Lu bought a warehouse and renovated it in 2014. Before long, the business was relaunched as Infiniti Strings, complete with nine class rooms, including six that are sound-proofed. They also built a music hall, which can accommodate up to 180 people.
Not to stop there, Lu studied with experienced luthiers, cutting bridges, doing repairs on bows and cracks, varnishing touch ups.
“Jason is not only a success in the dairy distributing industry, but also in the string instruments industry,” Han proudly pointed out.
“A lot of people ask Jason as an IT guy, how does he manage to do both (jobs) so well as a distributor and string instruments,” said Han. “He said selling milk and violins…it’s the same. To him, they are all products. He hired a luthier on site and worked with musicians, teachers and students. It’s like playing volleyball; watch the ball, make the proper approach, have the right timing, spike!”
And Han and Lu aren’t so bad at volleyball either since attending classes at Pakmen under the tutelage of Omar Jazar and Aleks Mamuzic.
“My husband has always enjoyed sports since he was a kid,” explained Han. “But he didn’t play volleyball much. I was not involved in sports at all. Ever since our children started learning volleyball seven years ago, we started playing volleyball as well. We watched the provincial tournaments, and were impressed by the amazing performances of the Pakmen teams. I found out the club offered adult training last year, so we enrolled to learn. Despite the long distance and one hour drive each way, we enjoyed the adult lessons very much. We chose Pakmen, because of our love for volleyball and the club’s professional training.”
“Generally speaking, our classes cover a wide range of skill bases,” said Jazar. “We coach beginner, intermediate, advanced, and even at a rep level for teams competing internationally and nationally. We offer these types of classes to all ages depending on the program. With the specific class Hope and Jason took, it was an adult training program where we go over all the skills in volleyball and technically tweak anything that needs to be adjusted in their movement, form or transitioning.
“Jason and Hope started off pretty strong in their knowledge of volleyball. Their receptiveness to my feedback was even more impressive,” continued Jazar. “Not only did they quickly adjust the technical pointers given, but they asked questions beyond what the curriculum of that particular class offered. In any of my classes, I love when any student has questions, it showcases their willingness to get better, their understanding, and their love for the sport.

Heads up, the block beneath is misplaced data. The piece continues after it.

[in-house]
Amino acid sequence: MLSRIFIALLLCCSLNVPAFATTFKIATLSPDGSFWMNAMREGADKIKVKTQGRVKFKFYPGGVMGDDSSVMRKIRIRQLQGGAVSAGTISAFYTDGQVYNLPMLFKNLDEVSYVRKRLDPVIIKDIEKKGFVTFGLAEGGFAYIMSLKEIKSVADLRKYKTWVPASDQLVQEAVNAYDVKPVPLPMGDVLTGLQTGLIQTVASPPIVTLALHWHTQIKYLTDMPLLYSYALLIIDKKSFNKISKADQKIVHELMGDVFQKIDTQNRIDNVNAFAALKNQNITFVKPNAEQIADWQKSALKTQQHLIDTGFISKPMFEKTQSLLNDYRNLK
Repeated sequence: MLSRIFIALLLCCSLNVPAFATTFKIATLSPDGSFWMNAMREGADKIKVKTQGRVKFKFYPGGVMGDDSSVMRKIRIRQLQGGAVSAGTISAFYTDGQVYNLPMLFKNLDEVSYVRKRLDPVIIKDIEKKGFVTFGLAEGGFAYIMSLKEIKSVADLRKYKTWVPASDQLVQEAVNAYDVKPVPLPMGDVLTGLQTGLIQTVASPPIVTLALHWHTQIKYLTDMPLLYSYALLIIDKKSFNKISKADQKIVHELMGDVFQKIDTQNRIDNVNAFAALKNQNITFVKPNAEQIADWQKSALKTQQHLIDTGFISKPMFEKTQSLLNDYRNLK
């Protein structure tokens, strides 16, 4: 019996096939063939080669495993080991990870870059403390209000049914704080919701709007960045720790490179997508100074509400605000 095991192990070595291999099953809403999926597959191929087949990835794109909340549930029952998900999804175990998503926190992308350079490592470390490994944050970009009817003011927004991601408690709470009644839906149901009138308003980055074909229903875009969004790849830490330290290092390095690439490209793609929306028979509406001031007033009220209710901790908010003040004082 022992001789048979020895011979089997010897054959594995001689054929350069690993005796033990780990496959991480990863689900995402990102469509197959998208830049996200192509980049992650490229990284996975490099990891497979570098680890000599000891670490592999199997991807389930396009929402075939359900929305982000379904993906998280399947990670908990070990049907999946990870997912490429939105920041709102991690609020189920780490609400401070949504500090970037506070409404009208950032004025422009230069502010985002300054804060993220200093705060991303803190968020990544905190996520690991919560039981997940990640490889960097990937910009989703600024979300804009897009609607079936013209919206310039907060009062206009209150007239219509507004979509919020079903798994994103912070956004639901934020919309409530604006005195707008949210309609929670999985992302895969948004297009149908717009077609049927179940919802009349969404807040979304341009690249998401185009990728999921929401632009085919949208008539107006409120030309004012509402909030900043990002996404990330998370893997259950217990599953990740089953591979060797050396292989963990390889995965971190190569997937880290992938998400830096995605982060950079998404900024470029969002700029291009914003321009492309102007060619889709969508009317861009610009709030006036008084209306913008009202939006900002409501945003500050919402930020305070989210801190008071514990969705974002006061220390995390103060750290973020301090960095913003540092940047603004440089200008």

“It was an honor to see Jason and Hope grow in my program, and even more, see the excitement on their faces whenever we were going over a new skill or technique. Jason loved the hitting and Hope always loved working on her setting. The highlight is during game play, Hope and Jason were becoming threats, defensively and offensively, so much so I couldn’t keep them on the same team!
“I always tell my students, the individuals who will succeed the most are the ones who focus outside of just the physicality of what volleyball is. You are there to not only grow in that, but also in the realms of the game mentally, emotionally, confidence, leadership and perseverance.
All of which Jason and Hope did phenomenally.”
Han only wishes her children had such top-notch instruction when they were first taking up the sport.
“They started late, like 14 and 15, so their foundation skills are not solid and strong.”
The third child, aged 13, still hopes to make a Pakmen team in the future after just missing out in her first attempt to make the rep team in September.
“She burst into tears right away when she stepped in the car,” recalled Han, when she failed to make the team. “It’s my fault, she only started in June last year, she was not ready for Pakmen’s tryout in September. She did make a team with the Venom club, and will try out for the Pakmen again this September.”
It was after her child’s failed tryout that Han further researched the Pakmen.
“I became very curious about the club. When I searched their website I found out about the adult lessons. It seemed, to us, that Pakmen has a professional coaching system.”
Thanks to Han’s and Lu’s generosity, more students will experience the skill set of the club’s coaches for years to come.